Spoilers for the third season of the Netflix series House of Cards appear in the following essai.
Douglas Stamper's Romper Room
by DICK CHENEY
Doug Stamper (Michael Kelly) saw that movie where Jennifer Aniston complains a lot about being in pain and took it to heart. Lynne calls Doug Stamper 'Stampsies', and every time he does something that requires a questionable amount of moral integrity, such as squirt whiskey into his mouth with a syringe or pitch a crying fit in the oval office, she cries out, "Oh Stampsies, what will you do next?!"
This season of House of Cards oscillates from utterly boring to bald-head-to-the-wall fascinating in mere seconds, which makes it a difficult show to review in my inimitable style. The point of this constant temperature change is to echo the real pace of politics, which most of the time consists of sleepy policy proposals and pseudo-scandals about Hillary Clinton chucking her hard drives into the Chesapeake Bay or you know, lying about the murders of American ambassadors.
It's disgusting that Jon Stewart could give a shit whether or not he is lied to. All politicians lie, he moans between clips of the man he is dangerously obsessed with, Bill O'Reilly. You can judge someone pretty much completely by the types of people they take seriously. Frank Underwood (Kevin Spacey) doesn't take anyone seriously except his wife - and that abiding belief is erased by the events of House of Cards' third season.
At times in his rise to power, Underwood had various crises of faith and through her officious and cold decision-making, Claire Underwood (the stunning yet vaguely asexual version of Robin Wright) pulled her husband past the crisis. That he is unable to save her the way she has done for him is the through-line here.
To obtain the presidency, Frank had to do a lot of messed-up, implausible shit. Now that he is the president, he has to do a lot of moaning, spinning around in a chair, and gripping the throats of women with his non-masturbating hand. Frank is no longer the asynchronous terror he once was, and this season of House of Cards has been accused of being dull, watered-down, and excessively foreign policy focused.
The last charge comes with a new antagonist, Russian president Viktor Petrov (Lars Mikkelsen). Featuring the real-life situation of the suddenly disappeared Russian president in the real world hews a bit too close to home, making us realize there are tyrants far worse than Frank Underwood. That an aging and more sympathetic Frank comes across like a weak baby in comparison to the strong Russian president is an easy irony, but it doesn't really help the narrative of the show. House of Cards has not lost the breakneck pace or compelling, theater-esque characterization that propelled it to success, but this season does seem to be missing a lot.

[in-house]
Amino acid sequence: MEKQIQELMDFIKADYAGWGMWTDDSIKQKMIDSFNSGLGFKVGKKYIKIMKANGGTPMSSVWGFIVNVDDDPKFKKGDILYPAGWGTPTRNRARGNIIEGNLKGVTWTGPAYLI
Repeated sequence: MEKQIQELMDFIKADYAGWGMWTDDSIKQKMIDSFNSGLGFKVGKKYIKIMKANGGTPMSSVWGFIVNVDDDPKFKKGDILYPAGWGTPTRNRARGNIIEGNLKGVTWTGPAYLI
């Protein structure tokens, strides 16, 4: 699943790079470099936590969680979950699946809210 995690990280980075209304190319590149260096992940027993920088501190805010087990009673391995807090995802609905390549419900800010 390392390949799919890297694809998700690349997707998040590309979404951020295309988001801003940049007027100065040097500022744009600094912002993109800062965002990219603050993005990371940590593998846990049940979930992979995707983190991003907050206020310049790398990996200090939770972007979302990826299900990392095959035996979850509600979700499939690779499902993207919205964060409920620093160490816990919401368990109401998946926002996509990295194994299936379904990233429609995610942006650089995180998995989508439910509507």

Spacey has aged precipitously since the last Cards ended with the Underwoods' ascent to the Oval Office. His virility has dissipated more quickly than any of us could imagined. I know the feeling: I lived it. At one point in my life I had hair, and then I didn't. (Likewise, Putin has returned from his sabbatical, where he received medical treatment to restore his low testosterone, but he will never really be as threatening to the West again.)
In order to sell the public on his brilliant American Works program that would employ every person currently sitting around during the day watching House of Cards on Netflix, Frank hires a novelist (Paul Sparks) with whom he has a weird, ambiguously sexual relationship after admiring a video game review the man wrote about iOS smash Monument Valley.
This entire threadline is setup for what will surely be played out in the show's fourth season, reminding us how much we lost, character-wise, from the first two. Peter Russo was a gentleman and a scholar; Zoe was a witch but at least she was our witch; Christina had a certain something I once saw in a young Courteney Cox before her smile became frightening; Claire's ex-boyfriend who she reverse cowboyed was a terrible photographer, but at least he provided something in the way of relief. It can't be all-Underwood, all-the-time. That's the mistake the Democratic Party made before the 2000 election.
Even in this season characters which might have been further fleshed out or reappropriated - like Benito Martinez's savvy and handsome Hector Mendoza or Derek Cecil's disturbingly manipulative Seth Grayson - don't get much in the way of screen time. If you measure it out, more than half the show's scenes feature Claire flipping her hair or being subtly disgusted by her husband's misogyny. A hammer can only pound a nail so many times. Ask Lynne.
Dick Cheney is the senior contributor to This Recording. He is a writer living in an undisclosed location. You can find an archive of his writing on This Recording here.